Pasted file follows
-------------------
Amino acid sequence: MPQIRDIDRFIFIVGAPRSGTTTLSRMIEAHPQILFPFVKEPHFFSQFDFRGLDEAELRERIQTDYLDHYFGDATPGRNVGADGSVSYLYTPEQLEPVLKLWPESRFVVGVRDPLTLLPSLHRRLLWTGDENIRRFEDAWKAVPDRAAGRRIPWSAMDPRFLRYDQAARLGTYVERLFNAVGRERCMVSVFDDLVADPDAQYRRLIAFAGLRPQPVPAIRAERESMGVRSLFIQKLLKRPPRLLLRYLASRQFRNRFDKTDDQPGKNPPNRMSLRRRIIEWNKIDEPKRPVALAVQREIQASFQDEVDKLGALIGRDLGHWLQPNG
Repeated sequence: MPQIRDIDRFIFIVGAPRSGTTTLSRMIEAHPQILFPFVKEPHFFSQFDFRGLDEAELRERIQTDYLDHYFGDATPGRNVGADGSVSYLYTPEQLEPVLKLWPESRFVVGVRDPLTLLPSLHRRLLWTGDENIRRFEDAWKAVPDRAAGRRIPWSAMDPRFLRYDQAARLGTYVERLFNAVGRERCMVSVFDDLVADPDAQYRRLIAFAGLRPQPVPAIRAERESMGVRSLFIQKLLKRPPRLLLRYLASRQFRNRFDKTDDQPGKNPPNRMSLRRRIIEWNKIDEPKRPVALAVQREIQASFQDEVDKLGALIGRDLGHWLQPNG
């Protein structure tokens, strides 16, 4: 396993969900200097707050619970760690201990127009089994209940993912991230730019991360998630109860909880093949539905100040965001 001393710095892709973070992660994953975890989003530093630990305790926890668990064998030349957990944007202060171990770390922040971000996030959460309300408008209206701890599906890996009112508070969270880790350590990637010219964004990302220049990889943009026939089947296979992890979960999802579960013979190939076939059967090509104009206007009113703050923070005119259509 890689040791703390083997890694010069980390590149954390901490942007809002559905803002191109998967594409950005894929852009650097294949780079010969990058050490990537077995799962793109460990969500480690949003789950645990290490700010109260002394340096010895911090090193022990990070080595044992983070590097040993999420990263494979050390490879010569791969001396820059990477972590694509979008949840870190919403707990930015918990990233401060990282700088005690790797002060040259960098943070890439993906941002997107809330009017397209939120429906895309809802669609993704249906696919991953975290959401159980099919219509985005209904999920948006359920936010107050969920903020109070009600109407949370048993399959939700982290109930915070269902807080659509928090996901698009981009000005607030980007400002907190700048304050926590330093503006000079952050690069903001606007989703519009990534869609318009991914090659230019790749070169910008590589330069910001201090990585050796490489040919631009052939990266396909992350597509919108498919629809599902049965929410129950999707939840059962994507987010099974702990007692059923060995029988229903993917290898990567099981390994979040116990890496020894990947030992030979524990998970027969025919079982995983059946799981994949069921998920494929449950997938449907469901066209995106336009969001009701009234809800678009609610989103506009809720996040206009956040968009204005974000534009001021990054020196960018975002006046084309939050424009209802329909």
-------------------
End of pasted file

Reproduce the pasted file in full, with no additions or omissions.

Amino acid sequence: MPQIRDIDRFIFIVGAPRSGTTTLSRMIEAHPQILFPFVKEPHFFSQFDFRGLDEAELRERIQTDYLDHYFGDATPGRNVGADGSVSYLYTPEQLEPVLKLWPESRFVVGVRDPLTLLPSLHRRLLWTGDENIRRFEDAWKAVPDRAAGRRIPWSAMDPRFLRYDQAARLGTYVERLFNAVGRERCMVSVFDDLVADPDAQYRRLIAFAGLRPQPVPAIRAERESMGVRSLFIQKLLKRPPRLLLRYLASRQFRNRFDKTDDQPGKNPPNRMSLRRRIIEWNKIDEPKRPVALAVQREIQASFQDEVDKLGALIGRDLGHWLQPNG
Repeated sequence: MPQIRDIDRFIFIVGAPRSGTTTLSRMIEAHPQILFPFVKEPHFFSQFDFRGLDEAELRERIQTDYLDHYFGDATPGRNVGADGSVSYLYTPEQLEPVLKLWPESRFVVGVRDPLTLLPSLHRRLLWTGDENIRRFEDAWKAVPDRAAGRRIPWSAMDPRFLRYDQAARLGTYVERLFNAVGRERCMVSVFDDLVADPDAQYRRLIAFAGLRPQPVPAIRAERESMGVRSLFIQKLLKRPPRLLLRYLASRQFRNRFDKTDDQPGKNPPNRMSLRRRIIEWNKIDEPKRPVALAVQREIQASFQDEVDKLGALIGRDLGHWLQPNG
């Protein structure tokens, strides 16, 4: 396993969900200097707050619970760690201990127009089994209940993912991230730019991360998630109860909880093949539905100040965001 001393710095892709973070992660994953975890989003530093630990305790926890668990064998030349957990944007202060171990770390922040971000996030959460309300408008209206701890599906890996009112508070969270880790350590990637010219964004990302220049990889943009026939089947296979992890979960999802579960013979190939076939059967090509104009206007009113703050923070005119259509 890689040791703390083997890694010069980390590149954390901490942007809002559905803002191109998967594409950005894929852009650097294949780079010969990058050490990537077995799962793109460990969500480690949003789950645990290490700010109260002394340096010895911090090193022990990070080595044992983070590097040993999420990263494979050390490879010569791969001396820059990477972590694509979008949840870190919403707990930015918990990233401060990282700088005690790797002060040259960098943070890439993906941002997107809330009017397209939120429906895309809802669609993704249906696919991953975290959401159980099919219509985005209904999920948006359920936010107050969920903020109070009600109407949370048993399959939700982290109930915070269902807080659509928090996901698009981009000005607030980007400002907190700048304050926590330093503006000079952050690069903001606007989703519009990534869609318009991914090659230019790749070169910008590589330069910001201090990585050796490489040919631009052939990266396909992350597509919108498919629809599902049965929410129950999707939840059962994507987010099974702990007692059923060995029988229903993917290898990567099981390994979040116990890496020894990947030992030979524990998970027969025919079982995983059946799981994949069921998920494929449950997938449907469901066209995106336009969001009701009234809800678009609610989103506009809720996040206009956040968009204005974000534009001021990054020196960018975002006046084309939050424009209802329909």